Admissibility Hearings / Inadmissibility Issues
Under Immigration and Refugee Protection Act (IRPA), persons may be found inadmissible to Canada based on:
- organized criminality;
- human or international rights violations;
- financial reasons;
- inadmissible family members.
Criminality and organized criminality
It is important to note that there are different rules for the taking of an enforcement action against a permanent resident versus a temporary resident. For example, evidence of serious criminality is required before a permanent resident may be subject to possible removal from Canada, whereas foreign nationals are subject to enforcement action for lesser criminality. There are three groups of criminality: convictions in Canada, convictions outside Canada, and “Committing an act”. With respect to organized criminality, a person is inadmissible for being a member of an organization that is believed on reasonable grounds to be or to have been:
- engaged in activity that is part of a pattern of criminal activity; and
- as part of this pattern, the organization must be acting to help commit an indictable offence in Canada, or an “act” or “omission” outside Canada that would constitute an offence if committed in Canada that may be punishable under an Act or Parliament by way of indictment. Examples may include transnational crime activities, such as people smuggling, trafficking in persons or money laundering.
Paragraphs A34(1)(a), (b), (c), (d), (e), and (f) of the IRPA describe people who may not be admitted to Canada for reasons of national security; this includes espionage, subversion, terrorism or violence.
Human or international rights violations
Section A35(1) of the Act describes what actions and/or circumstances might make a permanent resident or a foreign national inadmissible on grounds of violating human or international rights, and includes:
- persons who have committed outside Canada an offence referred to in sections 4 to 7 of the Crimes Against Humanity and War Crimes Act;
- persons who were prescribed senior officials in the service of a government that engages or has engaged in terrorism, systematic or gross human rights violations, genocide, war crimes or crimes against humanity;
- persons who, other than permanent residents, are nationals or representatives of a government or country against which Canada has imposed, or has agreed to impose, sanctions in concert with an international organization of states or association of states of which Canada is a member.
Section A38(1) of the IRPA bars entry into Canada to persons with three types of medical conditions:
- people with a health condition that is likely to be a danger to public health [A38(1)(a)];
- people with a health condition that is likely to be a danger to public safety [A38(1)(b)];
- people with a health condition that might reasonably be expected to cause excessive demand on health or social services [A38(1)(c)].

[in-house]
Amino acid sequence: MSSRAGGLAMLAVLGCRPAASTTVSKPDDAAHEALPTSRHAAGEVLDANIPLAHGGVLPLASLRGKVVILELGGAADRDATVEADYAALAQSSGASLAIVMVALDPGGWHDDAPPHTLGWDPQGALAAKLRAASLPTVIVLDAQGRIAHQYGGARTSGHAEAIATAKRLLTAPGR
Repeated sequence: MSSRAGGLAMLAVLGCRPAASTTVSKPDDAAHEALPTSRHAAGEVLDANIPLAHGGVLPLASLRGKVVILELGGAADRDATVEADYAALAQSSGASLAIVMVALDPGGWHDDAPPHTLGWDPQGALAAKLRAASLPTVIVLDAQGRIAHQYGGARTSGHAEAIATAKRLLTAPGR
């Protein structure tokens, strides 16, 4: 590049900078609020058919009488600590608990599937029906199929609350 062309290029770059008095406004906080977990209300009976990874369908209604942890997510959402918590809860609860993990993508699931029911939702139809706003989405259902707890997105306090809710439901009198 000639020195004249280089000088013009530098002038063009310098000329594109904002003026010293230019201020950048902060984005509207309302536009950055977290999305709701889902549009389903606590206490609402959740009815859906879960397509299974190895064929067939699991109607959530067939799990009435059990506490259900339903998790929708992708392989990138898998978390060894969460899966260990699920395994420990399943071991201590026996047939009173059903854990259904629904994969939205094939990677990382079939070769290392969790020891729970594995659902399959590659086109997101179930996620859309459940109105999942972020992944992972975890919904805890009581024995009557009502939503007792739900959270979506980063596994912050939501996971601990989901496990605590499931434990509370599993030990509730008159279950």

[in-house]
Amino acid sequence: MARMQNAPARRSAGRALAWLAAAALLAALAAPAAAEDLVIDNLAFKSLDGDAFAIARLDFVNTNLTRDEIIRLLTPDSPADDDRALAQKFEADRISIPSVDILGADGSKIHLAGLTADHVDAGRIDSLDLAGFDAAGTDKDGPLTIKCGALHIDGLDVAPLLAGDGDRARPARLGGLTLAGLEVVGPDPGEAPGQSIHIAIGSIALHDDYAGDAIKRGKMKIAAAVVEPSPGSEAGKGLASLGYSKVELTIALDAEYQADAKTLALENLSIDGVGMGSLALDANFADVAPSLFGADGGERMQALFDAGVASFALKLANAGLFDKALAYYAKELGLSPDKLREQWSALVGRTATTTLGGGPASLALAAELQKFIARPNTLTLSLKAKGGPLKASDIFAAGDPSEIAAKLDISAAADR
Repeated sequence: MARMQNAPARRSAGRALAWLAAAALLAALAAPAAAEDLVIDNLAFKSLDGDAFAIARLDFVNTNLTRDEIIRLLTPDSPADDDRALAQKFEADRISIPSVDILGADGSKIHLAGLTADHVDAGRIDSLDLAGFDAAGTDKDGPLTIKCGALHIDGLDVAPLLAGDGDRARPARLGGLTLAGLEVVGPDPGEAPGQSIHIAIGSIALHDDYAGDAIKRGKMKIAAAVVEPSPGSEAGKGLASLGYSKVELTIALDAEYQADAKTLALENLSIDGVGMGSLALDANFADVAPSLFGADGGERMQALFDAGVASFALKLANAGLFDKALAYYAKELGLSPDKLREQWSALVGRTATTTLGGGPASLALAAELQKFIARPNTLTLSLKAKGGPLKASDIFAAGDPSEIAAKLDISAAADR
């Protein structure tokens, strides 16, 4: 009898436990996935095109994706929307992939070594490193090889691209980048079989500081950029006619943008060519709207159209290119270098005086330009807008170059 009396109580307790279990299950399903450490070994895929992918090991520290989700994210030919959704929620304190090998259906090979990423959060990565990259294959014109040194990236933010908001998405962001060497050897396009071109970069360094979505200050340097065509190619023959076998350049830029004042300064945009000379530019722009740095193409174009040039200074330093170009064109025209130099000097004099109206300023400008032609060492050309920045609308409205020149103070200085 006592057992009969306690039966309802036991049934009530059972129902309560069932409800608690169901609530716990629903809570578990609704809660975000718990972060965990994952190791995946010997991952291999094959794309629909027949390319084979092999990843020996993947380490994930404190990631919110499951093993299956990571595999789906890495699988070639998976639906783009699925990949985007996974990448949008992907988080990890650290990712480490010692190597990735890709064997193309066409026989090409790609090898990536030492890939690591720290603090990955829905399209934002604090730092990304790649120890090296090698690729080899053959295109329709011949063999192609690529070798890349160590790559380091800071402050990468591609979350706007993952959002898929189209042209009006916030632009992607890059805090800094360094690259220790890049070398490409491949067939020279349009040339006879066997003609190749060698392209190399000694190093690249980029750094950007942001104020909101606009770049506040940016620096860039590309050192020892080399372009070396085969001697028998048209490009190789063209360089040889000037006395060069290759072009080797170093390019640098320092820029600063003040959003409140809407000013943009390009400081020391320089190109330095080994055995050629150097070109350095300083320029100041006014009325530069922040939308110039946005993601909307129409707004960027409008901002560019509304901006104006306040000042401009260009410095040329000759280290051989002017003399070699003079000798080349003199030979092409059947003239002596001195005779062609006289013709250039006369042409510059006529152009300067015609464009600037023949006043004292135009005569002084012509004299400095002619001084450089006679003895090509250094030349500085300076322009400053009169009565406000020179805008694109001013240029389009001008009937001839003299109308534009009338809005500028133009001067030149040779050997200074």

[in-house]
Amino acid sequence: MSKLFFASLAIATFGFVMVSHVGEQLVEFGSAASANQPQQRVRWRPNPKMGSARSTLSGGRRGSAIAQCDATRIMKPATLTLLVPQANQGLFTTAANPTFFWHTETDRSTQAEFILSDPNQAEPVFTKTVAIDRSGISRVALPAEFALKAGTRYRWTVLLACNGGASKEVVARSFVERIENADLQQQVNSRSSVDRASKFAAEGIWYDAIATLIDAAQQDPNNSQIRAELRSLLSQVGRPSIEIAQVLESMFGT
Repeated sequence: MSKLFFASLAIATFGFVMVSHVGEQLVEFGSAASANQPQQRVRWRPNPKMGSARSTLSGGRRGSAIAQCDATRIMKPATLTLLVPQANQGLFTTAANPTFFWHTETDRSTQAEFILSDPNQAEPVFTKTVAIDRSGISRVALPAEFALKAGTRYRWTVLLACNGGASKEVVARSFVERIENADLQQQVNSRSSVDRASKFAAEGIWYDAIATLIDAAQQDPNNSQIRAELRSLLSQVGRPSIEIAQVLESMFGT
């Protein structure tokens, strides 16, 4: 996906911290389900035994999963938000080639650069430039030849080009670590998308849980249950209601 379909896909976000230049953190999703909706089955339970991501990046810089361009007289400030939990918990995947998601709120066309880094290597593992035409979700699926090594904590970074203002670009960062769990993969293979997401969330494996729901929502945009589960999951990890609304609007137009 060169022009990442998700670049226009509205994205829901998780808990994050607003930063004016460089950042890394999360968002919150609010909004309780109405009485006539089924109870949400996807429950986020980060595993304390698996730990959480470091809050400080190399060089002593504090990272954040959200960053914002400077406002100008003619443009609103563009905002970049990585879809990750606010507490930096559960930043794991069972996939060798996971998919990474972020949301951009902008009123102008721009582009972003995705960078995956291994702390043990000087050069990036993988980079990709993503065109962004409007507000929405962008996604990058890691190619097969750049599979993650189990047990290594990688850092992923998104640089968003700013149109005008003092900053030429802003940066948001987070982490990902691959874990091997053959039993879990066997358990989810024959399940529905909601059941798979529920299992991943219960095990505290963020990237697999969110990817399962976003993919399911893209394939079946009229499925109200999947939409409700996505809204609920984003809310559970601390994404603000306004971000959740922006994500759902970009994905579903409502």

Section A39 describes people who are or will be unable or unwilling to support themselves or any person who is dependent on them for care and support. If there are no adequate arrangements for care and support (not involving social assistance), then these persons may fall within this inadmissibility provision.
The definition of misrepresentation includes misstating facts withholding information, i.e. persons can misrepresent themselves by being silent just as easily as persons who tell a lie. Under section A40(2), a permanent resident or a foreign national determined to be inadmissible for reasons of misrepresentation continues to be inadmissible for a two-year period following:
- in the case of a determination made outside Canada, the date the officer renders a final decision, i.e., the date of the refusal letter; and
- in the case of a determination made in Canada, the date the removal order is enforced.
Under the provisions of A41, a person is inadmissible for failing to comply with the Immigration Act and the Regulations. Generally, inadmissibility for non-compliance will end as soon as the person is no longer in a state of non-compliance or leaves Canada. However, an officer may write an A44(1) report covering a person who:
- is still or otherwise remains in Canada; and
- during the period of that person’s current authorized stay or presence in Canada, violates (or violated) a condition or requirement of the Act.
For example, in the case of a person who performed an unauthorized work activity but who now claims to no longer be in a state of non-compliance because the work activity has ceased, these persons will be reportable for non-compliance for the duration of their current stay in Canada because, during the period of their current stay in Canada, they violated a condition or other requirement of the Act; namely, they were not in possession of a work permit nor were they authorized to work.
Permanent residents will be determined to be inadmissible under the provisions of A41 only if:
- they fail to comply with the residency obligation pursuant to section A28; or
- they fail to comply with any conditions imposed under the Regulations.
Foreign nationals will be determined to be inadmissible under the provisions of A41 :
- through an “act” or “omission” that contravenes, directly or indirectly, a provision of the Act.
Inadmissible family members
Under section A42 a foreign national, other than a protected person, is inadmissible on grounds of an inadmissible family member if (a) their accompanying family member or, in prescribed circumstances, their non-accompanying family member is inadmissible; or (b) they are an accompanying family member of an inadmissible person. This section does not apply to permanent residents, nor does it apply to persons considered to be protected persons within the meaning of A95(2).
It important to note that there are provisions in the IRPA that may, in certain circumstances, help inadmissible persons resolve their inadmissibility issues.